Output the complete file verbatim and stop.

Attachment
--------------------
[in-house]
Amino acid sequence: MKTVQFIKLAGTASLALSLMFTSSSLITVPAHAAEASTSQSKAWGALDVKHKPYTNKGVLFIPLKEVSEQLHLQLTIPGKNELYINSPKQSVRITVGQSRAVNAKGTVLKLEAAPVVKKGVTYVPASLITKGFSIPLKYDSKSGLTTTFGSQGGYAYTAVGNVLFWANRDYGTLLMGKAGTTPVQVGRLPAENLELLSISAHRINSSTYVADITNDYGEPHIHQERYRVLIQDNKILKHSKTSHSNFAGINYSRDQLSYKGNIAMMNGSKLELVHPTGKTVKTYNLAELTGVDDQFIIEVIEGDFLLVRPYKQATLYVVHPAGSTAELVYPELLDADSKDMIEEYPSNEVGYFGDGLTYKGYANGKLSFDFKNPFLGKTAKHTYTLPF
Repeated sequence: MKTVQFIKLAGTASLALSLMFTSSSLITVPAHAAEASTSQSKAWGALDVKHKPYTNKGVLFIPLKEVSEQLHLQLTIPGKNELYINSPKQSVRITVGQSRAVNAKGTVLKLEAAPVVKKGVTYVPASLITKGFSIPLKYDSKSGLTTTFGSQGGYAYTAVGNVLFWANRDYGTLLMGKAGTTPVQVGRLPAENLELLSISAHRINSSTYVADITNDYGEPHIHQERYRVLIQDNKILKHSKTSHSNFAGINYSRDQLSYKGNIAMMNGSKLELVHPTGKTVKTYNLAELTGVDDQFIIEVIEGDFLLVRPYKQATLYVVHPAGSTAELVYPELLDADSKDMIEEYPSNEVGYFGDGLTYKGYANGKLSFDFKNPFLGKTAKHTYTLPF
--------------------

[in-house]
Amino acid sequence: MKTVQFIKLAGTASLALSLMFTSSSLITVPAHAAEASTSQSKAWGALDVKHKPYTNKGVLFIPLKEVSEQLHLQLTIPGKNELYINSPKQSVRITVGQSRAVNAKGTVLKLEAAPVVKKGVTYVPASLITKGFSIPLKYDSKSGLTTTFGSQGGYAYTAVGNVLFWANRDYGTLLMGKAGTTPVQVGRLPAENLELLSISAHRINSSTYVADITNDYGEPHIHQERYRVLIQDNKILKHSKTSHSNFAGINYSRDQLSYKGNIAMMNGSKLELVHPTGKTVKTYNLAELTGVDDQFIIEVIEGDFLLVRPYKQATLYVVHPAGSTAELVYPELLDADSKDMIEEYPSNEVGYFGDGLTYKGYANGKLSFDFKNPFLGKTAKHTYTLPF
Repeated sequence: MKTVQFIKLAGTASLALSLMFTSSSLITVPAHAAEASTSQSKAWGALDVKHKPYTNKGVLFIPLKEVSEQLHLQLTIPGKNELYINSPKQSVRITVGQSRAVNAKGTVLKLEAAPVVKKGVTYVPASLITKGFSIPLKYDSKSGLTTTFGSQGGYAYTAVGNVLFWANRDYGTLLMGKAGTTPVQVGRLPAENLELLSISAHRINSSTYVADITNDYGEPHIHQERYRVLIQDNKILKHSKTSHSNFAGINYSRDQLSYKGNIAMMNGSKLELVHPTGKTVKTYNLAELTGVDDQFIIEVIEGDFLLVRPYKQATLYVVHPAGSTAELVYPELLDADSKDMIEEYPSNEVGYFGDGLTYKGYANGKLSFDFKNPFLGKTAKHTYTLPF